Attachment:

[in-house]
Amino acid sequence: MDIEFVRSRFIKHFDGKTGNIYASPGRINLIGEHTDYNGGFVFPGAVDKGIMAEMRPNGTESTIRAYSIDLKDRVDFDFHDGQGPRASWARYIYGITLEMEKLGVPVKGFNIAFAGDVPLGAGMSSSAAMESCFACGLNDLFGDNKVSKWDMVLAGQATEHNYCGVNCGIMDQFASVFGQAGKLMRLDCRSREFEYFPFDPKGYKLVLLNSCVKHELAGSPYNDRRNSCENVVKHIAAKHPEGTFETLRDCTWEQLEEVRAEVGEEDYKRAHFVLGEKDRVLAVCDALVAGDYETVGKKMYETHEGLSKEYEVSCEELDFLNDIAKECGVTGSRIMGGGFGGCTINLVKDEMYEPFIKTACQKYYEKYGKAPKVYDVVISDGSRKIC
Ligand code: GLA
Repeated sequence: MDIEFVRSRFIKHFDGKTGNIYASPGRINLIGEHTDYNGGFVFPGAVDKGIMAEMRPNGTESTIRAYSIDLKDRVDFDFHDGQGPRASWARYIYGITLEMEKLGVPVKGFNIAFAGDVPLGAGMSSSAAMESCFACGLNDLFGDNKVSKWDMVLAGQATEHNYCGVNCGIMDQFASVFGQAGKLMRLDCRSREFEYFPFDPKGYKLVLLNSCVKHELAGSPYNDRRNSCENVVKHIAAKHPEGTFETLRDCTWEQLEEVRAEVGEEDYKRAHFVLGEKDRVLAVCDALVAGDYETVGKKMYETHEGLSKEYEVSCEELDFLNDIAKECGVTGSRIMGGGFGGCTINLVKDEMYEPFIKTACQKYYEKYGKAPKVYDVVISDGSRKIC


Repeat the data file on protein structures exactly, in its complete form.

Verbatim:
[in-house]
Amino acid sequence: MDIEFVRSRFIKHFDGKTGNIYASPGRINLIGEHTDYNGGFVFPGAVDKGIMAEMRPNGTESTIRAYSIDLKDRVDFDFHDGQGPRASWARYIYGITLEMEKLGVPVKGFNIAFAGDVPLGAGMSSSAAMESCFACGLNDLFGDNKVSKWDMVLAGQATEHNYCGVNCGIMDQFASVFGQAGKLMRLDCRSREFEYFPFDPKGYKLVLLNSCVKHELAGSPYNDRRNSCENVVKHIAAKHPEGTFETLRDCTWEQLEEVRAEVGEEDYKRAHFVLGEKDRVLAVCDALVAGDYETVGKKMYETHEGLSKEYEVSCEELDFLNDIAKECGVTGSRIMGGGFGGCTINLVKDEMYEPFIKTACQKYYEKYGKAPKVYDVVISDGSRKIC
Ligand code: GLA
Repeated sequence: MDIEFVRSRFIKHFDGKTGNIYASPGRINLIGEHTDYNGGFVFPGAVDKGIMAEMRPNGTESTIRAYSIDLKDRVDFDFHDGQGPRASWARYIYGITLEMEKLGVPVKGFNIAFAGDVPLGAGMSSSAAMESCFACGLNDLFGDNKVSKWDMVLAGQATEHNYCGVNCGIMDQFASVFGQAGKLMRLDCRSREFEYFPFDPKGYKLVLLNSCVKHELAGSPYNDRRNSCENVVKHIAAKHPEGTFETLRDCTWEQLEEVRAEVGEEDYKRAHFVLGEKDRVLAVCDALVAGDYETVGKKMYETHEGLSKEYEVSCEELDFLNDIAKECGVTGSRIMGGGFGGCTINLVKDEMYEPFIKTACQKYYEKYGKAPKVYDVVISDGSRKIC